EXISTING CONDITIONS:  Currently, stormwater is collected from the Pier Park and surrounding commercial and residential areas and is directed through a series of treatment and natural ponds and features before it discharges in 2 open outfalls above the mean high water line (MHWL) on the beach near Lullwater Drive and Calypso Drives. The storm water flows from the discharge pipe, across the sand and into the shallow waters of the Gulf of Mexico. The impact area consists of a saltwater system in the Gulf of Mexico and freshwater areas within the Lullwater drainage system.  The project area is bordered on the north by Highway 98 (Back Beach Road) and a residential development. To the east is a large commercial development and a venue park. To the immediate southwest and southeast are large condominium complexes with associated amenities, including parking and swimming pools. The excavation area within the Gulf of Mexico is comprised of beach sand and there is no submerged aquatic vegetation or hard bottom habitat within the proposed footprint. Vegetation within the freshwater areas consists of invasive species and nuisance vegetation.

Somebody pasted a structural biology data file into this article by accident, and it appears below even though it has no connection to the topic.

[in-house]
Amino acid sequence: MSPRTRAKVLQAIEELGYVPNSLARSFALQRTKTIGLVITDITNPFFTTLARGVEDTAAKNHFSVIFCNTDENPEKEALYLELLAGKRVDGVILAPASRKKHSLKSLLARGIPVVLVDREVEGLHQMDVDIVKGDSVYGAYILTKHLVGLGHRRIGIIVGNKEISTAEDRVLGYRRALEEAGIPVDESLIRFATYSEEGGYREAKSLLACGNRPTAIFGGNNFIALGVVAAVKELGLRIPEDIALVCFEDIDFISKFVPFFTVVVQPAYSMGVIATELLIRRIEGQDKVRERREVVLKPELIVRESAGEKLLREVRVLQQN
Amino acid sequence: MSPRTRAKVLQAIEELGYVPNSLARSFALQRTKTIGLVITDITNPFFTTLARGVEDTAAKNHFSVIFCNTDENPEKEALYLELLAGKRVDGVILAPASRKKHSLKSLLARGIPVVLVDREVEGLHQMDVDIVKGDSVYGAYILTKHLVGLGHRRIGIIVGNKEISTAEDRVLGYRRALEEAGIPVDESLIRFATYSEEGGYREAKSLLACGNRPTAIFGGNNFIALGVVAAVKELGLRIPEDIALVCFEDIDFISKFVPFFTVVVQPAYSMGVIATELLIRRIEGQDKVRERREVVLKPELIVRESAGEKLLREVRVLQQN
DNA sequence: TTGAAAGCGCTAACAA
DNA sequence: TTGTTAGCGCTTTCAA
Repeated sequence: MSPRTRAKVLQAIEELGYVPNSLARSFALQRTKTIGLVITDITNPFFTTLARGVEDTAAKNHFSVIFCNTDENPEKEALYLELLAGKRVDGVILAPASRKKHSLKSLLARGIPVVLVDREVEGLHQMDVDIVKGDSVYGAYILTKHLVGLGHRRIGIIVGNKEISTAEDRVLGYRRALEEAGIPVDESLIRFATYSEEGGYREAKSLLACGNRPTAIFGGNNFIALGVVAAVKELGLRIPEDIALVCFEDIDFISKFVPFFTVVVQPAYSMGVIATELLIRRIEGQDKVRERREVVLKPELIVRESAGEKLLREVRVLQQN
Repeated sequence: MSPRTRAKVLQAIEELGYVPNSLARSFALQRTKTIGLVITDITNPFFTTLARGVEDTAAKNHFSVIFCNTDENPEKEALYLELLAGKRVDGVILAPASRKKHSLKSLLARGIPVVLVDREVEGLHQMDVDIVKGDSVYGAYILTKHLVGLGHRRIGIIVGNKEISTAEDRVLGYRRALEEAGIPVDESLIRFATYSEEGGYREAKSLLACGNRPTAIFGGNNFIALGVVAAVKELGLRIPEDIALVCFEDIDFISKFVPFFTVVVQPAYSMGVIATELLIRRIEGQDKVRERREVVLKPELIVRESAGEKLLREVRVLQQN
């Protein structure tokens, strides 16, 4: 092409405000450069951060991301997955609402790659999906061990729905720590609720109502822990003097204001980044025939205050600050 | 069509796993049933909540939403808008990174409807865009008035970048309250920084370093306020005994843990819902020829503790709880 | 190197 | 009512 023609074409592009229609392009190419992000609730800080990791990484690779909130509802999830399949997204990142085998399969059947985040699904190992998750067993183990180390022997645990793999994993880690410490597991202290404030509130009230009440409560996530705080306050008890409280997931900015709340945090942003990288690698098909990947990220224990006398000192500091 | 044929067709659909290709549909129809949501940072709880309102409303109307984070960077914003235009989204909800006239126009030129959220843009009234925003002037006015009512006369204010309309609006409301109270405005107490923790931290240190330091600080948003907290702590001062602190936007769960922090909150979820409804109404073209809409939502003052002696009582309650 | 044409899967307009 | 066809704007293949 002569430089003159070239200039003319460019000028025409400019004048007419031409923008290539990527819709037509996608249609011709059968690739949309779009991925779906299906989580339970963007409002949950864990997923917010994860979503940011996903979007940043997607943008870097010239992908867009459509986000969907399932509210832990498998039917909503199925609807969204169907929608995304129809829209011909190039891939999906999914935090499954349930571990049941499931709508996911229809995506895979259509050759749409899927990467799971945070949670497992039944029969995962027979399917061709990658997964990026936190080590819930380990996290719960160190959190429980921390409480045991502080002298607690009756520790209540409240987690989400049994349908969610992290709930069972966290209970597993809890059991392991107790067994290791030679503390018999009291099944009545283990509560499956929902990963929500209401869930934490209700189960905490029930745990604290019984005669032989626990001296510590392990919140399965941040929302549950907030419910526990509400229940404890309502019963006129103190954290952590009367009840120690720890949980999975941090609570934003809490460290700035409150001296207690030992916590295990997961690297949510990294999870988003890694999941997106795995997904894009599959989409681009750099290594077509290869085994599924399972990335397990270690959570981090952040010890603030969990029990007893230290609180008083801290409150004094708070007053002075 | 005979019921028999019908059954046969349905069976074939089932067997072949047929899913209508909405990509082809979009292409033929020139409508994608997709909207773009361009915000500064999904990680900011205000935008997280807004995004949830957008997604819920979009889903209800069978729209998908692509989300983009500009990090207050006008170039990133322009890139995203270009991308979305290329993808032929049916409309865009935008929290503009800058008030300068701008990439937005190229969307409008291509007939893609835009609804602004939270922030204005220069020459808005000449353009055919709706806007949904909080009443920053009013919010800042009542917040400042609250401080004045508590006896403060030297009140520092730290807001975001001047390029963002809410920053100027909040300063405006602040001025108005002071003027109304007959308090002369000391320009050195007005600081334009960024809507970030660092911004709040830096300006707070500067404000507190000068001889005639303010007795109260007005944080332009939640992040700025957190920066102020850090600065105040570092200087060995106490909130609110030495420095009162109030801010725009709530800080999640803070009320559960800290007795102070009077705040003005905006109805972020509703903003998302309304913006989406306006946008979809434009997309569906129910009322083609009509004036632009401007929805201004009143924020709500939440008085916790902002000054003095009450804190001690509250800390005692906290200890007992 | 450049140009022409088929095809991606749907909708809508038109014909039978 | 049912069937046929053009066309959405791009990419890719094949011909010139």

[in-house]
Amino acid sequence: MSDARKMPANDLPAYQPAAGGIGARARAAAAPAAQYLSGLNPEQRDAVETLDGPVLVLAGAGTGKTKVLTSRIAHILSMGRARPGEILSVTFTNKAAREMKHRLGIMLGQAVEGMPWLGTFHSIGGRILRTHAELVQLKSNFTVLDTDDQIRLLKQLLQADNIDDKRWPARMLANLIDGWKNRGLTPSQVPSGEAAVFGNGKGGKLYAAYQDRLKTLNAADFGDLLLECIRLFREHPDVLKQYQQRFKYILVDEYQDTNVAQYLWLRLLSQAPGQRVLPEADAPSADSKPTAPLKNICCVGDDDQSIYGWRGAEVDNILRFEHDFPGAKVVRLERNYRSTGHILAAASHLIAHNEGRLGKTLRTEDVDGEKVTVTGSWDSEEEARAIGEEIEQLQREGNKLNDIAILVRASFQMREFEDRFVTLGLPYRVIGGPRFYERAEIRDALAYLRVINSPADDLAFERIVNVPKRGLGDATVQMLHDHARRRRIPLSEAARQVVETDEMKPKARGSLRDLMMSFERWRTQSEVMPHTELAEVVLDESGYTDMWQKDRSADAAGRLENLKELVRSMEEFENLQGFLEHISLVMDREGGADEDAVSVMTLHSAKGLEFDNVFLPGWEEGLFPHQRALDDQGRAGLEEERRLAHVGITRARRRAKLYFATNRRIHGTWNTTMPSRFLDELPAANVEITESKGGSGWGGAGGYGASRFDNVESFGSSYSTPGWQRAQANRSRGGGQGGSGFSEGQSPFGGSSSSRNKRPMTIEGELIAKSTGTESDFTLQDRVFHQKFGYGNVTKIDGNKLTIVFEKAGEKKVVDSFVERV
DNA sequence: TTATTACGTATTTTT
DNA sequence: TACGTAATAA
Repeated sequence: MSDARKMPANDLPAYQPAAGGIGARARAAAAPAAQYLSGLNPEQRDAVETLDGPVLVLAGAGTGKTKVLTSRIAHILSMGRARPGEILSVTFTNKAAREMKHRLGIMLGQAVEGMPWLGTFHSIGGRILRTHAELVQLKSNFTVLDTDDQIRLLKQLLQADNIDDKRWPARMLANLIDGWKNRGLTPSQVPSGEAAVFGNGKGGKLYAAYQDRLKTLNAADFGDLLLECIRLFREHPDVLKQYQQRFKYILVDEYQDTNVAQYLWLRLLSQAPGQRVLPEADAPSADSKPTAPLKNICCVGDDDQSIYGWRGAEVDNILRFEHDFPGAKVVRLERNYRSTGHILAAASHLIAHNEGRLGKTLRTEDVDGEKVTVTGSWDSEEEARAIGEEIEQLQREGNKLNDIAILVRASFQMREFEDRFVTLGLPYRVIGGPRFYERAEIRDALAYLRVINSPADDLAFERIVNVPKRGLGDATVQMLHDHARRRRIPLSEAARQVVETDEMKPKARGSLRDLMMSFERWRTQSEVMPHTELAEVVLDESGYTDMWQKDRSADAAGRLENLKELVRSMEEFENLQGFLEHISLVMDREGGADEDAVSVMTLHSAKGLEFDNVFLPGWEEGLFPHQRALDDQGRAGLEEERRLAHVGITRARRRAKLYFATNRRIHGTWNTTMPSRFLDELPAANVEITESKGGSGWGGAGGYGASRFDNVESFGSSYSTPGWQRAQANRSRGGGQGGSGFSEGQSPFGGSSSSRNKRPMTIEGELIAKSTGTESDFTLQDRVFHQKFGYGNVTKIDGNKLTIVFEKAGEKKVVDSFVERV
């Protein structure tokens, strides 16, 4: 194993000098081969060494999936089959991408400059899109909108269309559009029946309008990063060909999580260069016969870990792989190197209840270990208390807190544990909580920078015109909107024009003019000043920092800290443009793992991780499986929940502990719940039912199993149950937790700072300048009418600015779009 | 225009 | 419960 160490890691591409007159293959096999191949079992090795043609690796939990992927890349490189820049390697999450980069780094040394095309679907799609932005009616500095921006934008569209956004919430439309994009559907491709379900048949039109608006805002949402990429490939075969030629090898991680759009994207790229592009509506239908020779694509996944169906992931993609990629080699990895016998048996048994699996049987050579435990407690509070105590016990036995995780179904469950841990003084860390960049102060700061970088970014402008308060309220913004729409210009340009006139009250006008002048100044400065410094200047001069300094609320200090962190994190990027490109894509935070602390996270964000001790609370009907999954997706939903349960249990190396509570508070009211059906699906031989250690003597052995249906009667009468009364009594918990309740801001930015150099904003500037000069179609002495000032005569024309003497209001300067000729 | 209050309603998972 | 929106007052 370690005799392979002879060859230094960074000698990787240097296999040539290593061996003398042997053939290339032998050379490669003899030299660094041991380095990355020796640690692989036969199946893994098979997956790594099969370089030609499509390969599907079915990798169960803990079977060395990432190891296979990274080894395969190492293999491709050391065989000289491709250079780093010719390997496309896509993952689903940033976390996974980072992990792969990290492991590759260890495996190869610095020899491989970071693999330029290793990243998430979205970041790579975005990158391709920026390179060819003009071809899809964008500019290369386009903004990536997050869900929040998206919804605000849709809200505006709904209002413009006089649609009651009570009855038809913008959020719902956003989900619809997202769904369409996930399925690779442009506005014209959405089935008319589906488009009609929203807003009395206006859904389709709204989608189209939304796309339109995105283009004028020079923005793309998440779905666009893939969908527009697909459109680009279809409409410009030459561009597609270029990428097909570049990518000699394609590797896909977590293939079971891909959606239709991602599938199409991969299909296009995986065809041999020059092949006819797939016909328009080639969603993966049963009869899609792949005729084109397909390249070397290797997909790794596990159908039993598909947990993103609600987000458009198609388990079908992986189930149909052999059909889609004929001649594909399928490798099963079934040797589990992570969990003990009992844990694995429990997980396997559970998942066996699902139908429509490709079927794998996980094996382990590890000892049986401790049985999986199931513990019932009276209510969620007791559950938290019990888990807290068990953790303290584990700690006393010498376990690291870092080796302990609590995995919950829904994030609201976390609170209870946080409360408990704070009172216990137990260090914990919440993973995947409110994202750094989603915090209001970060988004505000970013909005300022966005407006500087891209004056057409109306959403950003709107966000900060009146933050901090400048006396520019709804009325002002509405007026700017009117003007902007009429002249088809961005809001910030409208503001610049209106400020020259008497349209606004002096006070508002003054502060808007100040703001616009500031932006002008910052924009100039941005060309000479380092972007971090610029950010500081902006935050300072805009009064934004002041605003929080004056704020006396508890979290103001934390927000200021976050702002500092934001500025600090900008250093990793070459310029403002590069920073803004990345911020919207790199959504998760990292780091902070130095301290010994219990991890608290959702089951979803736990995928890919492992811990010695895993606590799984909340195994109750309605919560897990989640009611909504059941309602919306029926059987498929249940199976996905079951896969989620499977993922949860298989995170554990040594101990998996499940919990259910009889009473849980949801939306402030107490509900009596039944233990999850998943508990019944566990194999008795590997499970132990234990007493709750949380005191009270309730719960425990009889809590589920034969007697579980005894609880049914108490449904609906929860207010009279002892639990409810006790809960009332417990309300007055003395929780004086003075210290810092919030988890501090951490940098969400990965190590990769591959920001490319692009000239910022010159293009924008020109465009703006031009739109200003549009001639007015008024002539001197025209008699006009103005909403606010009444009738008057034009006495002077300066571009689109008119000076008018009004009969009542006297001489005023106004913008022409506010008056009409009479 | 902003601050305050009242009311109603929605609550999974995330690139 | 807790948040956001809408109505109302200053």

PROPOSED WORK:  The applicant seeks authorization to replace the existing 60” Reinforced Concrete Pipe (RCP) beach outfall which discharges surface water runoff from Lullwater Lake, across the beach and into the Gulf of Mexico. The proposed offshore deep-water outfall would be constructed at the same location as the existing beach outfall utilizing an existing fifty foot drainage easement that runs along the eastern most side of the property line of the Panama City Resort & Club condominium parking lot at 16709 Front Beach Road in Panama City Beach, Florida from Front Beach Road to the Gulf of Mexico.